First Posted: 10/12/2009
PILOT MOUNTAIN For almost 30 years, the ladies of the Pilot Mountain VFW Ladies Auxiliary have enjoyed both working alongside and in support of the veterans of VFW Post 9436. Their busy history continues today with members, inspired by a patriotic family bond, joining in support of their own and other veterans.
The ladies auxiliary group was formed in 1980 with 16 charter members. Its ranks have grown through the years, with eligibility open to the wives, widows, daughters and granddaughters of any veteran who has served overseas. The group now includes more than 100 members and, though its membership has aged, remains active in a host of wide-ranging activities. Meetings are held on the second Thursday of each month, beginning at 7 p.m. at the VFW Post, located just off Key Street. Anyone interested in becoming a member is invited to attend.
According to Ladies Auxiliary President Margie Nichols, the groups main focus will always be on its veterans, both locally and beyond.
Veterans in area nursing homes are visited and are honored with special attention on holidays. Group members also travel to Salisbury twice each year, hosting a picnic with home-cooked food at the veterans hospital there. Patients also receive magazines, quality used clothing and diddy bags filled with treats and needed personal items.
The group annually organizes one of the now-famous Buddy Poppy drives, with all proceeds going to local veterans and their families.
A favorite annual project of the group is its Hobo Quilts. Ladies gather at the VFW Post for a full day of constructing the homemade sleeping bags. They use donated blankets, quilts and bed spreads to form the warmth-providing center for the bags, with an outer layer of polyester fabric or sheets. The completed bags are then carried to the Samaritan Ministries shelter and soup kitchen in Winston-Salem, where many end up in the hands of the homeless, including some veterans.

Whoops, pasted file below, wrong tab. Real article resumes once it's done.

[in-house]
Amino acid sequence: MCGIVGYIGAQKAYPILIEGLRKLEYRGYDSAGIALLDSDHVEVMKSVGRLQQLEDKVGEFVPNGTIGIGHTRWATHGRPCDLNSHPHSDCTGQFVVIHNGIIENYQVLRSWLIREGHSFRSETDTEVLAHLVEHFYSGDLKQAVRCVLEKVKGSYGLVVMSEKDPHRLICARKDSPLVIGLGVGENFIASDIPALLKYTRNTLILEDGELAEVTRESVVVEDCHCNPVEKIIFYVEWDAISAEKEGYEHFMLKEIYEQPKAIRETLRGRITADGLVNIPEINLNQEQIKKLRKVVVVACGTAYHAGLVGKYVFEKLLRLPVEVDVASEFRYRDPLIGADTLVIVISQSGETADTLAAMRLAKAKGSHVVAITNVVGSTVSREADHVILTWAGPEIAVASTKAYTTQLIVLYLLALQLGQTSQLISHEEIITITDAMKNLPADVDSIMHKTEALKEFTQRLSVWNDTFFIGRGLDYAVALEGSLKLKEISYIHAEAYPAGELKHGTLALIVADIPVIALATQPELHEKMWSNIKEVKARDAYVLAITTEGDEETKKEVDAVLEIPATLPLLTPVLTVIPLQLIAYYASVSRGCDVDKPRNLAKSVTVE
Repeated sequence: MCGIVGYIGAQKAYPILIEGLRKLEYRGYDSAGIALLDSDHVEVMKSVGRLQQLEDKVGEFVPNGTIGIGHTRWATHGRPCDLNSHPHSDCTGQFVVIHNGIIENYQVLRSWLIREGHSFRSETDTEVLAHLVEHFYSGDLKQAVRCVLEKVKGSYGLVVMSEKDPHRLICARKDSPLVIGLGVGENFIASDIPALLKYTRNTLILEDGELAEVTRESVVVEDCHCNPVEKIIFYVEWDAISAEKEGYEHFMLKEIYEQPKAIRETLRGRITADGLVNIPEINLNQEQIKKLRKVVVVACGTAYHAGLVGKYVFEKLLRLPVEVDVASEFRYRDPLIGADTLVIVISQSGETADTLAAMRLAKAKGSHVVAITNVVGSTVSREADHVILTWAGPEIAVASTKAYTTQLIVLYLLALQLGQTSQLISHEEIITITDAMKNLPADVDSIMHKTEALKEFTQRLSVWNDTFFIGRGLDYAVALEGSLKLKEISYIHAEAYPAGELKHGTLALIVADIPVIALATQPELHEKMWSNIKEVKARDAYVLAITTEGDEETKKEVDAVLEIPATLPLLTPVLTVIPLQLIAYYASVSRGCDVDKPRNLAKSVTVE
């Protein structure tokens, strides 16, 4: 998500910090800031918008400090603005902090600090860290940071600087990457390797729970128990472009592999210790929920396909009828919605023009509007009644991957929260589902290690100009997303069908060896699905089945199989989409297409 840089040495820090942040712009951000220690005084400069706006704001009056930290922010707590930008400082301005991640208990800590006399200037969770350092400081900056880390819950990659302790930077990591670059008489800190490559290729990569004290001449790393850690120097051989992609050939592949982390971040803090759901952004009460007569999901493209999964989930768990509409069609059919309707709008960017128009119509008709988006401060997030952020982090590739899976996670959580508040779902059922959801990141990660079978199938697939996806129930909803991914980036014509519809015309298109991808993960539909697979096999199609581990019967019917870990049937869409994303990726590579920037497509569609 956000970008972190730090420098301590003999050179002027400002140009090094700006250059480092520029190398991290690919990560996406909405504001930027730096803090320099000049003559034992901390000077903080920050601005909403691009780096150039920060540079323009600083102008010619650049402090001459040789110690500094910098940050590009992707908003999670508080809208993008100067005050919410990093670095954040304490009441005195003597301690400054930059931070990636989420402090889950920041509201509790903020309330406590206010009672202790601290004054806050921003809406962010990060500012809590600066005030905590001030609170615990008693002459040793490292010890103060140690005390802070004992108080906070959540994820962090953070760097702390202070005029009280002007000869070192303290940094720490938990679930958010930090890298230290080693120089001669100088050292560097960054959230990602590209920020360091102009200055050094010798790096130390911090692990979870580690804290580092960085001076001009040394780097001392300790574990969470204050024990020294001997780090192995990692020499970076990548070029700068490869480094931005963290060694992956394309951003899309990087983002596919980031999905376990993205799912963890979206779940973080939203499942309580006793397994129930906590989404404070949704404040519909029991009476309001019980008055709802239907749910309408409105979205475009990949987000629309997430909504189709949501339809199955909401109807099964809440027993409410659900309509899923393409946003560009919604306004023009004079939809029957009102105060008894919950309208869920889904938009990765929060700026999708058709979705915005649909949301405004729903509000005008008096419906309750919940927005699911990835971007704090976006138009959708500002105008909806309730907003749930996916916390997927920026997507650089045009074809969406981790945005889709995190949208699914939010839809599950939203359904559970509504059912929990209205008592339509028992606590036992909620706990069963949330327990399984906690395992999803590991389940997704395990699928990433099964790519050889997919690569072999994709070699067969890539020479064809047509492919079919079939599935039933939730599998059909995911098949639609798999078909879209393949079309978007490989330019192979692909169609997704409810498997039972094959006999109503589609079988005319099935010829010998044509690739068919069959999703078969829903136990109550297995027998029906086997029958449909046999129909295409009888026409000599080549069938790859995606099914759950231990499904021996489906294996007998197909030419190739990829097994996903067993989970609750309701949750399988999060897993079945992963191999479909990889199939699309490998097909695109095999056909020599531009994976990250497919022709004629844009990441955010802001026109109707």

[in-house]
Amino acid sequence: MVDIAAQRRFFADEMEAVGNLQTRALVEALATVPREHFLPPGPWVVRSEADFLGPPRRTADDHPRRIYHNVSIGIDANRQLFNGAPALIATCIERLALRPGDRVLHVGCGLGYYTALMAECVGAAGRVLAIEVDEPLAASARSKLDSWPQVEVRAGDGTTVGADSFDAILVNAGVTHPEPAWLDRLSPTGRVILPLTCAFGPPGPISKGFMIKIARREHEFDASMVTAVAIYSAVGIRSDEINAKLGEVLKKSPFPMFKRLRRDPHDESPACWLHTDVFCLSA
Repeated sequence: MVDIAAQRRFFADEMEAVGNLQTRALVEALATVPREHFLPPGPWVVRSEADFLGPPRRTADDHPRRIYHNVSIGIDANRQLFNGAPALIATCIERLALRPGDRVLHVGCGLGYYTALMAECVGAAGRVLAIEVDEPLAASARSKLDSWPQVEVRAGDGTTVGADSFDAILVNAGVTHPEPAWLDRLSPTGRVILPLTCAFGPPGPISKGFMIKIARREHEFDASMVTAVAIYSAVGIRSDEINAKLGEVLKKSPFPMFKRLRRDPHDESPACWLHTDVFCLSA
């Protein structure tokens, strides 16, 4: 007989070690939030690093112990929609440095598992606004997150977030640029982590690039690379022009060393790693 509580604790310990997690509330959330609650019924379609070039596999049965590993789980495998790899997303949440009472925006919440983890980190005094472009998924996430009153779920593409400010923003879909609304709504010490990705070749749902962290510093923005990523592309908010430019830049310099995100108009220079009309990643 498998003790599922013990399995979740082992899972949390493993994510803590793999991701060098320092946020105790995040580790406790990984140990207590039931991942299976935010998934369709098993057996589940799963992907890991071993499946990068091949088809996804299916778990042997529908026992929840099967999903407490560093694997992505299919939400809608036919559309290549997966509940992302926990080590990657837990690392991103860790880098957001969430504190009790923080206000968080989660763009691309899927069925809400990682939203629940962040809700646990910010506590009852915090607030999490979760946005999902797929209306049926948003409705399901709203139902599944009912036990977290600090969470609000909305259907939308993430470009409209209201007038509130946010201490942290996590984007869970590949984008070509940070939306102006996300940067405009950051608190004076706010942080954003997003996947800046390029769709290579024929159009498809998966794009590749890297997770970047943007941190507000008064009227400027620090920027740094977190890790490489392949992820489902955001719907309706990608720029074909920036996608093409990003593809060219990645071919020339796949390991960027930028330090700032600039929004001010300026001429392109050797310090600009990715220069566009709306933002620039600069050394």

Other projects include their recently completed Christmas stocking drive, with stockings stuffed with goodies and combined with others from across the state for delivery in time for Christmas to soldiers now serving overseas.
The group also makes a point of honoring their comrades in VFW Post 9436. One such opportunity will come next month at their regular meeting, when the ladies will pay tribute to Post members with an annual hot dog supper.
An effort is also made to carry their devotion to patriotism to the community and especially to members of the next generation. Flags are given to local schools, along with pencils, rulers and patriotic pledge cards. Among its other contributions to the local community, the group hosts an annual blood drive.
On other projects, ladies auxiliary members join with their Post 9436 comrades to serve their community. The groups combine to sponsor scholarship essay contests at local schools, with young winners receiving monetary prizes to help with education.
Another example of the camaraderie between the groups will be on display on Oct. 24 at the Armfield Center. The day has been designated as National Make-A-Difference Day and is described as the nations largest day of volunteering. In support of the project, both veterans and auxiliary members will gather at the center to pick up trash and clean up the grounds.
The two groups enjoy working together, noted VFW Post 9436 Commander Don Isaacs, and anything we can do for each other, were glad to do it. Our ladies auxiliary is involved, active and critical to the VFW organization and all we do. These ladies are so instrumental in accomplishing all kinds of activities, much more than we are. Each is committed to veterans because theyve seen the struggles veterans have experienced in the past and they want to make that path easier if they possibly can.
The ladies auxiliary also finds support in its own ranks. According to Nichols, members develop a deep friendship and make a point of looking out for each other.
For many of us, she said, this is like a second family. We stay in touch and support each other and we help out as needed. We enjoy working together.
But, like its VFW counterparts, many in the group have been slowed by age and are no longer able to regularly participate. This dilemma, Nichols noted, highlights the need for new members from the next generations.
Our membership is aging, she explained, and both groups would gladly welcome new members. We need veterans and family members of those who served in Iraq, Afghanistan and Desert Storm. We need younger members to keep our organization alive and active.